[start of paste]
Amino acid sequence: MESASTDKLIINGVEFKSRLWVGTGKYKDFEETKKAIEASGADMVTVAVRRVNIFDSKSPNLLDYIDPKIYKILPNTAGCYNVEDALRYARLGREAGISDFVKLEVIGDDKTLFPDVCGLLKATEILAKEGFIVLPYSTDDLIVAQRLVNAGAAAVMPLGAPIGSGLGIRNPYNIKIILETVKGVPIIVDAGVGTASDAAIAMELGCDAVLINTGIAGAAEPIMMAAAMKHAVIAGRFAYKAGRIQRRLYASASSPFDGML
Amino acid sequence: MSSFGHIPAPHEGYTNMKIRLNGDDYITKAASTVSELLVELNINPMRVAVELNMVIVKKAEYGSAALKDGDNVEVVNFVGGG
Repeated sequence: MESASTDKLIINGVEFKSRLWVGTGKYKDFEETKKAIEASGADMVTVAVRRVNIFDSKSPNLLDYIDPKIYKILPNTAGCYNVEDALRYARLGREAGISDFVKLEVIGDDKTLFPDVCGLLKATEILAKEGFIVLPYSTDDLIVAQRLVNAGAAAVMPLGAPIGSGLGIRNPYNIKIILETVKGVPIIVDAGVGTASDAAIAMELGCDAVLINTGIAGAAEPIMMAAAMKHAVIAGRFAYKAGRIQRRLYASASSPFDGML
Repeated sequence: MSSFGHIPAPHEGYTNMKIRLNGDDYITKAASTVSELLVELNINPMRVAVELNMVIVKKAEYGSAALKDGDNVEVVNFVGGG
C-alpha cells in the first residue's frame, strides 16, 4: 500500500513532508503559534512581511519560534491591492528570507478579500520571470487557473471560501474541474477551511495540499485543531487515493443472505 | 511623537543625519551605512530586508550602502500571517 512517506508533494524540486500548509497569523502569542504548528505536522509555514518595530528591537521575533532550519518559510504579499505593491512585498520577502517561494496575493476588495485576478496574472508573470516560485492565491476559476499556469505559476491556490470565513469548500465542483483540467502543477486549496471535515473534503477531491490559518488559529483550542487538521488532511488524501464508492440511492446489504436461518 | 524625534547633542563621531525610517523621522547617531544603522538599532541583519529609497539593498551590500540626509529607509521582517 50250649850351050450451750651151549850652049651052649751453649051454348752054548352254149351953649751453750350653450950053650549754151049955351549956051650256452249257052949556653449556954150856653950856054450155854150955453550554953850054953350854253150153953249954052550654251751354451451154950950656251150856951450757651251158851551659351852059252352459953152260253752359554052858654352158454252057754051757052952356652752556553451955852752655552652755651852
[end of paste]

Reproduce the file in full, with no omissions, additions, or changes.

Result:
Amino acid sequence: MESASTDKLIINGVEFKSRLWVGTGKYKDFEETKKAIEASGADMVTVAVRRVNIFDSKSPNLLDYIDPKIYKILPNTAGCYNVEDALRYARLGREAGISDFVKLEVIGDDKTLFPDVCGLLKATEILAKEGFIVLPYSTDDLIVAQRLVNAGAAAVMPLGAPIGSGLGIRNPYNIKIILETVKGVPIIVDAGVGTASDAAIAMELGCDAVLINTGIAGAAEPIMMAAAMKHAVIAGRFAYKAGRIQRRLYASASSPFDGML
Amino acid sequence: MSSFGHIPAPHEGYTNMKIRLNGDDYITKAASTVSELLVELNINPMRVAVELNMVIVKKAEYGSAALKDGDNVEVVNFVGGG
Repeated sequence: MESASTDKLIINGVEFKSRLWVGTGKYKDFEETKKAIEASGADMVTVAVRRVNIFDSKSPNLLDYIDPKIYKILPNTAGCYNVEDALRYARLGREAGISDFVKLEVIGDDKTLFPDVCGLLKATEILAKEGFIVLPYSTDDLIVAQRLVNAGAAAVMPLGAPIGSGLGIRNPYNIKIILETVKGVPIIVDAGVGTASDAAIAMELGCDAVLINTGIAGAAEPIMMAAAMKHAVIAGRFAYKAGRIQRRLYASASSPFDGML
Repeated sequence: MSSFGHIPAPHEGYTNMKIRLNGDDYITKAASTVSELLVELNINPMRVAVELNMVIVKKAEYGSAALKDGDNVEVVNFVGGG
C-alpha cells in the first residue's frame, strides 16, 4: 500500500513532508503559534512581511519560534491591492528570507478579500520571470487557473471560501474541474477551511495540499485543531487515493443472505 | 511623537543625519551605512530586508550602502500571517 512517506508533494524540486500548509497569523502569542504548528505536522509555514518595530528591537521575533532550519518559510504579499505593491512585498520577502517561494496575493476588495485576478496574472508573470516560485492565491476559476499556469505559476491556490470565513469548500465542483483540467502543477486549496471535515473534503477531491490559518488559529483550542487538521488532511488524501464508492440511492446489504436461518 | 524625534547633542563621531525610517523621522547617531544603522538599532541583519529609497539593498551590500540626509529607509521582517 50250649850351050450451750651151549850652049651052649751453649051454348752054548352254149351953649751453750350653450950053650549754151049955351549956051650256452249257052949556653449556954150856653950856054450155854150955453550554953850054953350854253150153953249954052550654251751354451451154950950656251150856951450757651251158851551659351852059252352459953152260253752359554052858654352158454252057754051757052952356652752556553451955852752655552652755651852